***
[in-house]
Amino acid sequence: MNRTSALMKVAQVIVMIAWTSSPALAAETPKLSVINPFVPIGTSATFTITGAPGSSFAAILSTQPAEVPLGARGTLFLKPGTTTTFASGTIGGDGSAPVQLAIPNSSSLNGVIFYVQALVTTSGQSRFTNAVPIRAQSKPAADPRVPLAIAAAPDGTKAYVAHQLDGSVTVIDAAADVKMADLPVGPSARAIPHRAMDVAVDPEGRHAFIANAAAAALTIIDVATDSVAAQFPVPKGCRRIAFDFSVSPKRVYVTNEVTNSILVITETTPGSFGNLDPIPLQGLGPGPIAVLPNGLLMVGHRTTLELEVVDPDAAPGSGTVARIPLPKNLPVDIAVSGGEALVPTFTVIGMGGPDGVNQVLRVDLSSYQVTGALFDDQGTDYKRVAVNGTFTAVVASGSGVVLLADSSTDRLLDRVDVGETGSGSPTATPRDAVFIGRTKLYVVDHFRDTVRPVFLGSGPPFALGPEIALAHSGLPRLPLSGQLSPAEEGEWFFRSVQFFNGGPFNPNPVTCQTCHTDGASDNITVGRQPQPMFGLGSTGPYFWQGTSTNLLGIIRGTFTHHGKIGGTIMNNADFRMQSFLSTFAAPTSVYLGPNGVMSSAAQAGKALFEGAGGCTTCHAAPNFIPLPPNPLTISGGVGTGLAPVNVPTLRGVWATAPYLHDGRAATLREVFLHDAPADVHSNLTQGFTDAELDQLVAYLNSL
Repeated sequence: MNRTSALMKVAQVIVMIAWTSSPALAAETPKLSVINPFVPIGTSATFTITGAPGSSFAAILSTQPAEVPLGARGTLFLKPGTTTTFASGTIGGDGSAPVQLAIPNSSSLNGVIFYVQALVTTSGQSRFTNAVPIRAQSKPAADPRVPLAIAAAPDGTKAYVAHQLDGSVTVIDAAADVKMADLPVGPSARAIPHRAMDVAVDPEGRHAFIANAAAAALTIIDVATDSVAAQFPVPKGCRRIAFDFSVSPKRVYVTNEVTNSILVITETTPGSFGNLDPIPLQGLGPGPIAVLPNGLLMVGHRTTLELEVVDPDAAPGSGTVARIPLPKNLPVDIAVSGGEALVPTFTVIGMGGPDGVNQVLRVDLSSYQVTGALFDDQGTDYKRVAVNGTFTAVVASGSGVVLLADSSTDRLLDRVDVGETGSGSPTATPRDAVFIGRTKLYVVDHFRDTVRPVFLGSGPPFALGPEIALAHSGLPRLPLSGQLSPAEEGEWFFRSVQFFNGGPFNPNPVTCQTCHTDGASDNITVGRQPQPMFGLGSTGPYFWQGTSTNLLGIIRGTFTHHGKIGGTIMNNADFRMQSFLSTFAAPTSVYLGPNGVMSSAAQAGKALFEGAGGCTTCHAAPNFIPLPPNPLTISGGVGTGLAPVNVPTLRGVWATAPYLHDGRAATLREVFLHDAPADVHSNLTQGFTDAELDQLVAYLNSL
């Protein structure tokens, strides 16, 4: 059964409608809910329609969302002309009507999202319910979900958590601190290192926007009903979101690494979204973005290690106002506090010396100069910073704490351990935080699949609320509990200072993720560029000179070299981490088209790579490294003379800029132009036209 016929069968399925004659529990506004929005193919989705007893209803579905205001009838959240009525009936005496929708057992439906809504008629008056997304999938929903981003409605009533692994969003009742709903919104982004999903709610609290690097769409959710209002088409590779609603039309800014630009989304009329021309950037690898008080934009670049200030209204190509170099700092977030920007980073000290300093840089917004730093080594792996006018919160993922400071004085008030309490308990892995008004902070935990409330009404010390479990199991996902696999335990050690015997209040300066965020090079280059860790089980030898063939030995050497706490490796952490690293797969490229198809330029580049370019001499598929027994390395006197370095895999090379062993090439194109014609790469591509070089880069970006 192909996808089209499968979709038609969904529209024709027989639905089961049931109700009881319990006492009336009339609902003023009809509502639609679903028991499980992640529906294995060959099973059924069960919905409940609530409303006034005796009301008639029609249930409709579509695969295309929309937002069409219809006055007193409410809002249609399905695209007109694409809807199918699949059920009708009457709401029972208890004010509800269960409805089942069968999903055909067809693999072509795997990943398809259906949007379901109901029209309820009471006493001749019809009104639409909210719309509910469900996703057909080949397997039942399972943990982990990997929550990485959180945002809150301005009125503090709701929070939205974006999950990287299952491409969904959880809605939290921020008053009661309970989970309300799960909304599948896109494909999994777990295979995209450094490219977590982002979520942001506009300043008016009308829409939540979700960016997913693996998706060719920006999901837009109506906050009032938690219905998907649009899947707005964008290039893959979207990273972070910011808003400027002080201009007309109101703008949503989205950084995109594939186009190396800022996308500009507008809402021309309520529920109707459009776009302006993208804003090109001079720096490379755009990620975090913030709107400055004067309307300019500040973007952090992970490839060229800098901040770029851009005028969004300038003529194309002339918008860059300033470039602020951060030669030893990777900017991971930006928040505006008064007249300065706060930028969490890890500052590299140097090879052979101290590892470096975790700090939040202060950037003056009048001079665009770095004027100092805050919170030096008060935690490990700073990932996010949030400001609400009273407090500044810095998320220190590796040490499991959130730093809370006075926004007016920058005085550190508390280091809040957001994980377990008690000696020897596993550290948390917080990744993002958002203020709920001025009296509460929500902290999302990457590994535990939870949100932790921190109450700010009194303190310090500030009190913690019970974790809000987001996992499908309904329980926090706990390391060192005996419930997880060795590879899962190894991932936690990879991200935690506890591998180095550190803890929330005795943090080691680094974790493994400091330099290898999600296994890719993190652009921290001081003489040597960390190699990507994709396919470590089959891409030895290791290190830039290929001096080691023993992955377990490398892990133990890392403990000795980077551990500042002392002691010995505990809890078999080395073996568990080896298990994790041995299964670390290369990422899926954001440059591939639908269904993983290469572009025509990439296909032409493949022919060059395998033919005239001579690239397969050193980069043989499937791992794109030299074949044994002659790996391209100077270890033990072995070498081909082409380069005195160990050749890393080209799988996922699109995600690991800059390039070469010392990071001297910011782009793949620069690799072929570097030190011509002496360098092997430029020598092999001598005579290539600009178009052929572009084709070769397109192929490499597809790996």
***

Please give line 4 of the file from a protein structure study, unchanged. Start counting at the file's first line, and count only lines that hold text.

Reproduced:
């Protein structure tokens, strides 16, 4: 059964409608809910329609969302002309009507999202319910979900958590601190290192926007009903979101690494979204973005290690106002506090010396100069910073704490351990935080699949609320509990200072993720560029000179070299981490088209790579490294003379800029132009036209 016929069968399925004659529990506004929005193919989705007893209803579905205001009838959240009525009936005496929708057992439906809504008629008056997304999938929903981003409605009533692994969003009742709903919104982004999903709610609290690097769409959710209002088409590779609603039309800014630009989304009329021309950037690898008080934009670049200030209204190509170099700092977030920007980073000290300093840089917004730093080594792996006018919160993922400071004085008030309490308990892995008004902070935990409330009404010390479990199991996902696999335990050690015997209040300066965020090079280059860790089980030898063939030995050497706490490796952490690293797969490229198809330029580049370019001499598929027994390395006197370095895999090379062993090439194109014609790469591509070089880069970006 192909996808089209499968979709038609969904529209024709027989639905089961049931109700009881319990006492009336009339609902003023009809509502639609679903028991499980992640529906294995060959099973059924069960919905409940609530409303006034005796009301008639029609249930409709579509695969295309929309937002069409219809006055007193409410809002249609399905695209007109694409809807199918699949059920009708009457709401029972208890004010509800269960409805089942069968999903055909067809693999072509795997990943398809259906949007379901109901029209309820009471006493001749019809009104639409909210719309509910469900996703057909080949397997039942399972943990982990990997929550990485959180945002809150301005009125503090709701929070939205974006999950990287299952491409969904959880809605939290921020008053009661309970989970309300799960909304599948896109494909999994777990295979995209450094490219977590982002979520942001506009300043008016009308829409939540979700960016997913693996998706060719920006999901837009109506906050009032938690219905998907649009899947707005964008290039893959979207990273972070910011808003400027002080201009007309109101703008949503989205950084995109594939186009190396800022996308500009507008809402021309309520529920109707459009776009302006993208804003090109001079720096490379755009990620975090913030709107400055004067309307300019500040973007952090992970490839060229800098901040770029851009005028969004300038003529194309002339918008860059300033470039602020951060030669030893990777900017991971930006928040505006008064007249300065706060930028969490890890500052590299140097090879052979101290590892470096975790700090939040202060950037003056009048001079665009770095004027100092805050919170030096008060935690490990700073990932996010949030400001609400009273407090500044810095998320220190590796040490499991959130730093809370006075926004007016920058005085550190508390280091809040957001994980377990008690000696020897596993550290948390917080990744993002958002203020709920001025009296509460929500902290999302990457590994535990939870949100932790921190109450700010009194303190310090500030009190913690019970974790809000987001996992499908309904329980926090706990390391060192005996419930997880060795590879899962190894991932936690990879991200935690506890591998180095550190803890929330005795943090080691680094974790493994400091330099290898999600296994890719993190652009921290001081003489040597960390190699990507994709396919470590089959891409030895290791290190830039290929001096080691023993992955377990490398892990133990890392403990000795980077551990500042002392002691010995505990809890078999080395073996568990080896298990994790041995299964670390290369990422899926954001440059591939639908269904993983290469572009025509990439296909032409493949022919060059395998033919005239001579690239397969050193980069043989499937791992794109030299074949044994002659790996391209100077270890033990072995070498081909082409380069005195160990050749890393080209799988996922699109995600690991800059390039070469010392990071001297910011782009793949620069690799072929570097030190011509002496360098092997430029020598092999001598005579290539600009178009052929572009084709070769397109192929490499597809790996």